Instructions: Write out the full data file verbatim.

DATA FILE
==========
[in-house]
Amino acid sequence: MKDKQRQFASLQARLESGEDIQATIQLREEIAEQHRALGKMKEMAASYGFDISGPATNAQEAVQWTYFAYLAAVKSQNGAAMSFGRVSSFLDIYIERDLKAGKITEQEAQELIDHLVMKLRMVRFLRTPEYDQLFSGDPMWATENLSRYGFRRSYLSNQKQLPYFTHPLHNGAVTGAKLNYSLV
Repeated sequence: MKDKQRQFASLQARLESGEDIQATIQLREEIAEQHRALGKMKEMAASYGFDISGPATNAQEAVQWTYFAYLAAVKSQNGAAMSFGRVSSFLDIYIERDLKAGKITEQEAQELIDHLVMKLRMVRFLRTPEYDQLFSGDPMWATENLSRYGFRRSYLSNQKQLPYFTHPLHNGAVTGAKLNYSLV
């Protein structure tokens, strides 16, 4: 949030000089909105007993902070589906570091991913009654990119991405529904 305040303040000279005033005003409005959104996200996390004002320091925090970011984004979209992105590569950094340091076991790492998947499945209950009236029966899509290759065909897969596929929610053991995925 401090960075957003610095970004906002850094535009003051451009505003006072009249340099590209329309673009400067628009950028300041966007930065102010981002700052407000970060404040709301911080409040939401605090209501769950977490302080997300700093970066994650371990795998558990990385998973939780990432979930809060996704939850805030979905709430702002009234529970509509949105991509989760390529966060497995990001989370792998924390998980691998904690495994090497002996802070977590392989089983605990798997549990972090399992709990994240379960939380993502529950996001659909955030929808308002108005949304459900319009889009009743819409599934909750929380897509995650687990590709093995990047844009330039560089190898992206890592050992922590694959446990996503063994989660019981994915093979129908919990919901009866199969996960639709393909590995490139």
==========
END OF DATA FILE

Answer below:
[in-house]
Amino acid sequence: MKDKQRQFASLQARLESGEDIQATIQLREEIAEQHRALGKMKEMAASYGFDISGPATNAQEAVQWTYFAYLAAVKSQNGAAMSFGRVSSFLDIYIERDLKAGKITEQEAQELIDHLVMKLRMVRFLRTPEYDQLFSGDPMWATENLSRYGFRRSYLSNQKQLPYFTHPLHNGAVTGAKLNYSLV
Repeated sequence: MKDKQRQFASLQARLESGEDIQATIQLREEIAEQHRALGKMKEMAASYGFDISGPATNAQEAVQWTYFAYLAAVKSQNGAAMSFGRVSSFLDIYIERDLKAGKITEQEAQELIDHLVMKLRMVRFLRTPEYDQLFSGDPMWATENLSRYGFRRSYLSNQKQLPYFTHPLHNGAVTGAKLNYSLV
């Protein structure tokens, strides 16, 4: 949030000089909105007993902070589906570091991913009654990119991405529904 305040303040000279005033005003409005959104996200996390004002320091925090970011984004979209992105590569950094340091076991790492998947499945209950009236029966899509290759065909897969596929929610053991995925 401090960075957003610095970004906002850094535009003051451009505003006072009249340099590209329309673009400067628009950028300041966007930065102010981002700052407000970060404040709301911080409040939401605090209501769950977490302080997300700093970066994650371990795998558990990385998973939780990432979930809060996704939850805030979905709430702002009234529970509509949105991509989760390529966060497995990001989370792998924390998980691998904690495994090497002996802070977590392989089983605990798997549990972090399992709990994240379960939380993502529950996001659909955030929808308002108005949304459900319009889009009743819409599934909750929380897509995650687990590709093995990047844009330039560089190898992206890592050992922590694959446990996503063994989660019981994915093979129908919990919901009866199969996960639709393909590995490139």